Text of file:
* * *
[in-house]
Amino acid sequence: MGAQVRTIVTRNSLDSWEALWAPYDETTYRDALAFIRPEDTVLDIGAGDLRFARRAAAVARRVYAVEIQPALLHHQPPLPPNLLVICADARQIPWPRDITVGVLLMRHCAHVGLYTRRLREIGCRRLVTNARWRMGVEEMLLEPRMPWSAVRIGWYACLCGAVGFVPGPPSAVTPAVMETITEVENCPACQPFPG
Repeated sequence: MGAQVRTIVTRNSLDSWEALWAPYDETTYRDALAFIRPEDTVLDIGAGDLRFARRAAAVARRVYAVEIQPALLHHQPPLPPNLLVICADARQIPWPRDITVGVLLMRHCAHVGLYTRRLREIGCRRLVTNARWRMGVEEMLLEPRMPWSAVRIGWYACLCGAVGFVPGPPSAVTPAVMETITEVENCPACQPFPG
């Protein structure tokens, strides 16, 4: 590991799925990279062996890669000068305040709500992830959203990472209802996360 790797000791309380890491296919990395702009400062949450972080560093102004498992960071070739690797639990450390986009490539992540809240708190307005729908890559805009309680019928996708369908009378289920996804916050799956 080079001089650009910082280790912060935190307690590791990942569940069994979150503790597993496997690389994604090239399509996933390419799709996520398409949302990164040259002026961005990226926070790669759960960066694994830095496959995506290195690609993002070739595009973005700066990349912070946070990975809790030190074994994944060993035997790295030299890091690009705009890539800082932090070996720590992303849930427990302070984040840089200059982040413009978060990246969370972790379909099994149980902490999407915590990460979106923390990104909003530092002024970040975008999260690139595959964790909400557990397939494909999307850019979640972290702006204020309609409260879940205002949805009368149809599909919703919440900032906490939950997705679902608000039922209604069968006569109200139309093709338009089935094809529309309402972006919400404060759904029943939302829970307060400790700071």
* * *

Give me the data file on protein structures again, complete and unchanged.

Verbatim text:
[in-house]
Amino acid sequence: MGAQVRTIVTRNSLDSWEALWAPYDETTYRDALAFIRPEDTVLDIGAGDLRFARRAAAVARRVYAVEIQPALLHHQPPLPPNLLVICADARQIPWPRDITVGVLLMRHCAHVGLYTRRLREIGCRRLVTNARWRMGVEEMLLEPRMPWSAVRIGWYACLCGAVGFVPGPPSAVTPAVMETITEVENCPACQPFPG
Repeated sequence: MGAQVRTIVTRNSLDSWEALWAPYDETTYRDALAFIRPEDTVLDIGAGDLRFARRAAAVARRVYAVEIQPALLHHQPPLPPNLLVICADARQIPWPRDITVGVLLMRHCAHVGLYTRRLREIGCRRLVTNARWRMGVEEMLLEPRMPWSAVRIGWYACLCGAVGFVPGPPSAVTPAVMETITEVENCPACQPFPG
């Protein structure tokens, strides 16, 4: 590991799925990279062996890669000068305040709500992830959203990472209802996360 790797000791309380890491296919990395702009400062949450972080560093102004498992960071070739690797639990450390986009490539992540809240708190307005729908890559805009309680019928996708369908009378289920996804916050799956 080079001089650009910082280790912060935190307690590791990942569940069994979150503790597993496997690389994604090239399509996933390419799709996520398409949302990164040259002026961005990226926070790669759960960066694994830095496959995506290195690609993002070739595009973005700066990349912070946070990975809790030190074994994944060993035997790295030299890091690009705009890539800082932090070996720590992303849930427990302070984040840089200059982040413009978060990246969370972790379909099994149980902490999407915590990460979106923390990104909003530092002024970040975008999260690139595959964790909400557990397939494909999307850019979640972290702006204020309609409260879940205002949805009368149809599909919703919440900032906490939950997705679902608000039922209604069968006569109200139309093709338009089935094809529309309402972006919400404060759904029943939302829970307060400790700071």